Where you find treacherous seas and riptides, you find a lighthouse. Cape d’Or lighthouse built in 1922, was destaffed in 1989. The Advocate District Development Association preserved the site and its structures in 1995. This organization repaired and converted the lightkeeper’s houses into Lightkeeper's Kitchen Restaurant where you can watch the Bay of Fundy tides. Even spend the night at The Guesthouse, a converted lighthouse keeper's residence.
There is something very awe inspiring about going as far as you can to a tip of land to the sea and North Cape is awesome in the truest sense of the word. The Northumberland Strait meets the Gulf of St. Lawrence and the result is spectacular. The longest rock reef in North America is located here and if you time it right and the tide is out you can walk the reef and view seals, seabirds, and other forms of marine life.
If the tide is in, the rush of the waters is breath-taking. Also taking your breath away is the wind created on this exposed site making it home to The Wind Energy Institute of Canada, where they do research on the development of wind energy.
Although controversial, there are huge windmills here and the grace of the windmill farm blends into the physical environment around it.
There is a lot to do here including visiting the Wind Energy Interpretive Centre, walk the Black Marsh nature trail and view the North Cape Lighthouse.
The Lighthouse, in service since 1866, is an octagonal shape and still a working lighthouse but not open to the public. An interesting fact about the lighthouse is that it has been moved six times since its construction due to erosion of North Cape.
The wind Energy Interpretive Centre is worth the visit, well laid out with information which explains some basic concepts of wind energy for those like me who now have some understanding after visiting. They also have some great personifications of wind.
As you walk the trail, look to the beach and visitors have built small cairns and they dot the rocky beach, hard to spot as they blend in and of course don’t lead anyone anywhere-too may of them haphazardly laid out to find a path.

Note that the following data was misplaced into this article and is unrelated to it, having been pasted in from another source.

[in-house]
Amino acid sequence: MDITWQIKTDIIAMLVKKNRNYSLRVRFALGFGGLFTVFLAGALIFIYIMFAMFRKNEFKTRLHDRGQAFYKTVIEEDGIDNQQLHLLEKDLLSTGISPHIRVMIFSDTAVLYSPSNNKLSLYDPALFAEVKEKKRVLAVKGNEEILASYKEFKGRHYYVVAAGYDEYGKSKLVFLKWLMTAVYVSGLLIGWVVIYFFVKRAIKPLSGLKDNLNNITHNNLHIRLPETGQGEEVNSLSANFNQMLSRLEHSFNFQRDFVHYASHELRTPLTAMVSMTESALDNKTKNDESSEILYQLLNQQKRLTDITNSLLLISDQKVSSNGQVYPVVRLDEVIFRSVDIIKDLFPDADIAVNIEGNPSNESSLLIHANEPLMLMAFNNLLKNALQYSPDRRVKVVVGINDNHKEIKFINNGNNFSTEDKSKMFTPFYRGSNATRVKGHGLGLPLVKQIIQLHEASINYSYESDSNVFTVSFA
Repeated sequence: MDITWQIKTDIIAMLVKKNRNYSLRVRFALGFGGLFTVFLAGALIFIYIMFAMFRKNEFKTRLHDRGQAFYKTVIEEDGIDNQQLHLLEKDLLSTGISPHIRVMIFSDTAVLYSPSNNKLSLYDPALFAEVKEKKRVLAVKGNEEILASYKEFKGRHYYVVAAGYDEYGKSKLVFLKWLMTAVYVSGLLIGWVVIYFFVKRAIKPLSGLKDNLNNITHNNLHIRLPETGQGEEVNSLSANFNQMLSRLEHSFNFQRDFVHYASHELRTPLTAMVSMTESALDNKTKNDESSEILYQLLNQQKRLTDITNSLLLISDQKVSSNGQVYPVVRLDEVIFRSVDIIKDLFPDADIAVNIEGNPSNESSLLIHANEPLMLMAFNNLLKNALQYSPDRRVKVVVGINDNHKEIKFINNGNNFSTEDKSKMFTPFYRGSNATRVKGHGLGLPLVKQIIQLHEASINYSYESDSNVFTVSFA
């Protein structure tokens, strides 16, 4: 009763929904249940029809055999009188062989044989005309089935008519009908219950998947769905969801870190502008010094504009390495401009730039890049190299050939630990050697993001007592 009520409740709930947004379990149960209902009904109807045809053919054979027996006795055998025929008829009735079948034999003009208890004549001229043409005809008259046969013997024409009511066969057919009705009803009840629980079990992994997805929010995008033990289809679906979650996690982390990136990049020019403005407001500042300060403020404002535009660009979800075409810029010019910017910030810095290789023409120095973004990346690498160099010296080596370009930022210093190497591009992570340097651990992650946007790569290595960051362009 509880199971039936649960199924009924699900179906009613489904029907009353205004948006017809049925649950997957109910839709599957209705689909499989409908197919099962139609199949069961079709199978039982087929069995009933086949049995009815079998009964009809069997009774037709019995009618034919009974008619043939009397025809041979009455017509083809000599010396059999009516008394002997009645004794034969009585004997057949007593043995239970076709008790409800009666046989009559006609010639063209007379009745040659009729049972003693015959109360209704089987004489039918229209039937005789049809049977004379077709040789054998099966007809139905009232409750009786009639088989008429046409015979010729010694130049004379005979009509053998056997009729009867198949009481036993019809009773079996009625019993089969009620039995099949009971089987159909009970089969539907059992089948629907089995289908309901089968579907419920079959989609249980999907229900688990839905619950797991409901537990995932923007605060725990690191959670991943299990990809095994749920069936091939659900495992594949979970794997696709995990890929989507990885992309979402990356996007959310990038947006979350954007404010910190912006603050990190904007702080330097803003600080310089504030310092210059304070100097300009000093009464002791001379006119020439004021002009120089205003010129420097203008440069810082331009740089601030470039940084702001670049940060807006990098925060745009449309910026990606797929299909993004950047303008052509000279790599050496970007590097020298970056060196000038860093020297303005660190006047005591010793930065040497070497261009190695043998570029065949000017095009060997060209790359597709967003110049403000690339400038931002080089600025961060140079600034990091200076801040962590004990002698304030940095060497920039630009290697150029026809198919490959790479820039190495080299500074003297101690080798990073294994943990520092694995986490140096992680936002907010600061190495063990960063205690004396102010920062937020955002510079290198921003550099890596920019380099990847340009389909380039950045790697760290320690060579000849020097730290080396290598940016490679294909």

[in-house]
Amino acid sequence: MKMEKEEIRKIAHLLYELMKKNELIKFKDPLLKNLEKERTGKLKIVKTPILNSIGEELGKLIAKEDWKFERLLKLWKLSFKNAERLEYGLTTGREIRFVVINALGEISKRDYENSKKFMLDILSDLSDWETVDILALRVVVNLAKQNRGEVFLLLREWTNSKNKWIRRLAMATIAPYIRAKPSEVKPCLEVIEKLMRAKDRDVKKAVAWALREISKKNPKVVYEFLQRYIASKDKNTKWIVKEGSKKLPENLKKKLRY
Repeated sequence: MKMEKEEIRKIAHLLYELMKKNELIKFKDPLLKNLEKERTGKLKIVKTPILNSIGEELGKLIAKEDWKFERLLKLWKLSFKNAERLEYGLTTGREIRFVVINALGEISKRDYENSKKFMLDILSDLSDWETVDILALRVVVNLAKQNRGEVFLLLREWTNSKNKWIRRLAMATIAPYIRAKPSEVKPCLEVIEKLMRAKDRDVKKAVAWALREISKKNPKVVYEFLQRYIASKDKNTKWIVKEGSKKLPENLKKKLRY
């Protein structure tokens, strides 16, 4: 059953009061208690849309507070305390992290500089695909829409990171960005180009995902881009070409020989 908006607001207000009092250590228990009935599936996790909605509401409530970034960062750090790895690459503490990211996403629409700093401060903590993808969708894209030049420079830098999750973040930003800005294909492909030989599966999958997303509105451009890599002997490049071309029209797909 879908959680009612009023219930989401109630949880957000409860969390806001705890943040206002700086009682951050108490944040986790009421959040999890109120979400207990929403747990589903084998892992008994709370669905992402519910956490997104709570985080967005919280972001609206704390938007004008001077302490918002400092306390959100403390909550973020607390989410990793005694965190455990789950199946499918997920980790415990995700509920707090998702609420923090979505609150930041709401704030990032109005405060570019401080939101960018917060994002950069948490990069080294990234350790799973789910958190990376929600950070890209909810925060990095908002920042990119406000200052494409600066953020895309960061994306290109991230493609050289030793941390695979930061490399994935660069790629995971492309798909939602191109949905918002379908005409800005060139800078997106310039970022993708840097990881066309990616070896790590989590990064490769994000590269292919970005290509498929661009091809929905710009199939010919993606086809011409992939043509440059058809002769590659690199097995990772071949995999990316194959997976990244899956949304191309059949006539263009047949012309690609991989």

North Cape truly is a special place. The photos give you only a hint of the magic. To truly “see” it you must hear the sea and feel the wind.
The opening panel in the wind Energy Interpretive center, marrying science with poetry is fittingly the famous poem by poet Christina Rossetti (1830-1894)
Who has seen the wind?
Neither I nor you:
But when the leaves hang trembling,
The wind is passing through.
Who has seen the wind?
Neither you nor I:
But when the trees bow down their heads,
The wind is passing by.
Being a lover of historic villages, I was interested in Orwell Corner and was pleased we took the time to visit. This used to be a busy agricultural village on the cross road to Charlottetown. It was founded in the early 19th century by Scots and settled by families from the Isle of Skye, Ireland.
Many of the people living in Orwell are descendants of the original settlers and in 1970 the Provincial Centennial Commission combined with community volunteers, restored numerous buildings on their original site back to what they were, representing life in 1895. The site opened in 1973 and is now administered by the PEI Museum and Heritage Foundation partnered with community volunteers of the Orwell Corner Pioneer Village Corporation.
The entrance building provides a lot of historical information including the written stories told on a serious of boards complete with photos of people who lived the life of the village as well as examples of actual machinery of the era. This leads to the village complete with a school, church, well stocked general store, dressmakers shop, working forge and livestock barn complete with horses, lambs, hens, pigs and cats among other buildings.